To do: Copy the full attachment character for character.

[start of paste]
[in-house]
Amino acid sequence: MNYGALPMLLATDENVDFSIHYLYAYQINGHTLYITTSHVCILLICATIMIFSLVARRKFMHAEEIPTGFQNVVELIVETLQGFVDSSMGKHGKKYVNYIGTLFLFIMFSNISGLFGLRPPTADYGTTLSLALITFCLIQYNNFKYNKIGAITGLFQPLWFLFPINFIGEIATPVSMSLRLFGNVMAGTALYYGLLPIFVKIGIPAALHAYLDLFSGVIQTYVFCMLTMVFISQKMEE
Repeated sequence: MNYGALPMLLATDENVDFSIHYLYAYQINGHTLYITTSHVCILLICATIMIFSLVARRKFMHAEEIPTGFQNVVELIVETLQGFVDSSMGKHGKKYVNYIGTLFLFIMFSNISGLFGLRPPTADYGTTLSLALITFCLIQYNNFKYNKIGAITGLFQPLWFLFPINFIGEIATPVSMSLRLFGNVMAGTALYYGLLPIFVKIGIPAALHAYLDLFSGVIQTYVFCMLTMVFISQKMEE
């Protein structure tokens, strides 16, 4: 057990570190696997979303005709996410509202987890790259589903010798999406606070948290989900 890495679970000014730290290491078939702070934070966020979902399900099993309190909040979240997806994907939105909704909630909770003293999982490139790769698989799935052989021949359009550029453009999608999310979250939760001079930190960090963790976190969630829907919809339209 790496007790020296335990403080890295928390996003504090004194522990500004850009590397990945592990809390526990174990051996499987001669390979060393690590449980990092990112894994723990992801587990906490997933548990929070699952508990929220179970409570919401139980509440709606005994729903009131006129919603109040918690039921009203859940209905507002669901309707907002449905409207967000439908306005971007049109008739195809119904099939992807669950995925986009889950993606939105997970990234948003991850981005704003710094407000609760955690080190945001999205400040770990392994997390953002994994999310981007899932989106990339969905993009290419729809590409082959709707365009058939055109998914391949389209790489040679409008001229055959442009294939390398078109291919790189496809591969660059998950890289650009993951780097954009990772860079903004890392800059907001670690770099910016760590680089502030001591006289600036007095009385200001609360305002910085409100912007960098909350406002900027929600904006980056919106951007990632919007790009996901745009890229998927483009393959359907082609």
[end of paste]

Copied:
[in-house]
Amino acid sequence: MNYGALPMLLATDENVDFSIHYLYAYQINGHTLYITTSHVCILLICATIMIFSLVARRKFMHAEEIPTGFQNVVELIVETLQGFVDSSMGKHGKKYVNYIGTLFLFIMFSNISGLFGLRPPTADYGTTLSLALITFCLIQYNNFKYNKIGAITGLFQPLWFLFPINFIGEIATPVSMSLRLFGNVMAGTALYYGLLPIFVKIGIPAALHAYLDLFSGVIQTYVFCMLTMVFISQKMEE
Repeated sequence: MNYGALPMLLATDENVDFSIHYLYAYQINGHTLYITTSHVCILLICATIMIFSLVARRKFMHAEEIPTGFQNVVELIVETLQGFVDSSMGKHGKKYVNYIGTLFLFIMFSNISGLFGLRPPTADYGTTLSLALITFCLIQYNNFKYNKIGAITGLFQPLWFLFPINFIGEIATPVSMSLRLFGNVMAGTALYYGLLPIFVKIGIPAALHAYLDLFSGVIQTYVFCMLTMVFISQKMEE
């Protein structure tokens, strides 16, 4: 057990570190696997979303005709996410509202987890790259589903010798999406606070948290989900 890495679970000014730290290491078939702070934070966020979902399900099993309190909040979240997806994907939105909704909630909770003293999982490139790769698989799935052989021949359009550029453009999608999310979250939760001079930190960090963790976190969630829907919809339209 790496007790020296335990403080890295928390996003504090004194522990500004850009590397990945592990809390526990174990051996499987001669390979060393690590449980990092990112894994723990992801587990906490997933548990929070699952508990929220179970409570919401139980509440709606005994729903009131006129919603109040918690039921009203859940209905507002669901309707907002449905409207967000439908306005971007049109008739195809119904099939992807669950995925986009889950993606939105997970990234948003991850981005704003710094407000609760955690080190945001999205400040770990392994997390953002994994999310981007899932989106990339969905993009290419729809590409082959709707365009058939055109998914391949389209790489040679409008001229055959442009294939390398078109291919790189496809591969660059998950890289650009993951780097954009990772860079903004890392800059907001670690770099910016760590680089502030001591006289600036007095009385200001609360305002910085409100912007960098909350406002900027929600904006980056919106951007990632919007790009996901745009890229998927483009393959359907082609």